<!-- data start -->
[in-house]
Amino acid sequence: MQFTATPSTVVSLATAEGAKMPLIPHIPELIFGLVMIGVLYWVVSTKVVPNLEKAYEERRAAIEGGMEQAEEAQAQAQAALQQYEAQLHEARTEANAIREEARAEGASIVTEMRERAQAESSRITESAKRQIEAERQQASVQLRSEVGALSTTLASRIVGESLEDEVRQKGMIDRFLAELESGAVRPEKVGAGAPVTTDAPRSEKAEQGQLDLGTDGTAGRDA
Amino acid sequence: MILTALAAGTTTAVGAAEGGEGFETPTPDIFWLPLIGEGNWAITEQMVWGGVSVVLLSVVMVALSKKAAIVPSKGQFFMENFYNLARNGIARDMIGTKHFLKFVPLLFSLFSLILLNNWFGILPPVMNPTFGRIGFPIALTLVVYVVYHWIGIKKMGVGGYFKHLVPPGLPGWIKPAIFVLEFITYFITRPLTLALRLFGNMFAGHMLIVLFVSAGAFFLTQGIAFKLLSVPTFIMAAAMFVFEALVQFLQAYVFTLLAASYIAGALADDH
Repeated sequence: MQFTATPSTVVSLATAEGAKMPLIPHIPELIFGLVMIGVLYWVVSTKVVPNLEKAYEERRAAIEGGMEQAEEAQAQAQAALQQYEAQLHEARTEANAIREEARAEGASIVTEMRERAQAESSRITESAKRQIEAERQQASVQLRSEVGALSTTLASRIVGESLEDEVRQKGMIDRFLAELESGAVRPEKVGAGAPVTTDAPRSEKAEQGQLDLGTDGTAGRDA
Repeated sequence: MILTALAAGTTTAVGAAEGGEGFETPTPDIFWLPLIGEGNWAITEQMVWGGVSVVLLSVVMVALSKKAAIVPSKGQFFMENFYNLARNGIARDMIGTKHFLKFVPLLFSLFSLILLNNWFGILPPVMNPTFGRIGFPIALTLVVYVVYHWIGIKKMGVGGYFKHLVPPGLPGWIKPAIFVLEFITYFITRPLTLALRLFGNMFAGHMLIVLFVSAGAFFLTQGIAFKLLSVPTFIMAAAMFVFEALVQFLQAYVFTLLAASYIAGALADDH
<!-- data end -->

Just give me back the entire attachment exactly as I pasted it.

[in-house]
Amino acid sequence: MQFTATPSTVVSLATAEGAKMPLIPHIPELIFGLVMIGVLYWVVSTKVVPNLEKAYEERRAAIEGGMEQAEEAQAQAQAALQQYEAQLHEARTEANAIREEARAEGASIVTEMRERAQAESSRITESAKRQIEAERQQASVQLRSEVGALSTTLASRIVGESLEDEVRQKGMIDRFLAELESGAVRPEKVGAGAPVTTDAPRSEKAEQGQLDLGTDGTAGRDA
Amino acid sequence: MILTALAAGTTTAVGAAEGGEGFETPTPDIFWLPLIGEGNWAITEQMVWGGVSVVLLSVVMVALSKKAAIVPSKGQFFMENFYNLARNGIARDMIGTKHFLKFVPLLFSLFSLILLNNWFGILPPVMNPTFGRIGFPIALTLVVYVVYHWIGIKKMGVGGYFKHLVPPGLPGWIKPAIFVLEFITYFITRPLTLALRLFGNMFAGHMLIVLFVSAGAFFLTQGIAFKLLSVPTFIMAAAMFVFEALVQFLQAYVFTLLAASYIAGALADDH
Repeated sequence: MQFTATPSTVVSLATAEGAKMPLIPHIPELIFGLVMIGVLYWVVSTKVVPNLEKAYEERRAAIEGGMEQAEEAQAQAQAALQQYEAQLHEARTEANAIREEARAEGASIVTEMRERAQAESSRITESAKRQIEAERQQASVQLRSEVGALSTTLASRIVGESLEDEVRQKGMIDRFLAELESGAVRPEKVGAGAPVTTDAPRSEKAEQGQLDLGTDGTAGRDA
Repeated sequence: MILTALAAGTTTAVGAAEGGEGFETPTPDIFWLPLIGEGNWAITEQMVWGGVSVVLLSVVMVALSKKAAIVPSKGQFFMENFYNLARNGIARDMIGTKHFLKFVPLLFSLFSLILLNNWFGILPPVMNPTFGRIGFPIALTLVVYVVYHWIGIKKMGVGGYFKHLVPPGLPGWIKPAIFVLEFITYFITRPLTLALRLFGNMFAGHMLIVLFVSAGAFFLTQGIAFKLLSVPTFIMAAAMFVFEALVQFLQAYVFTLLAASYIAGALADDH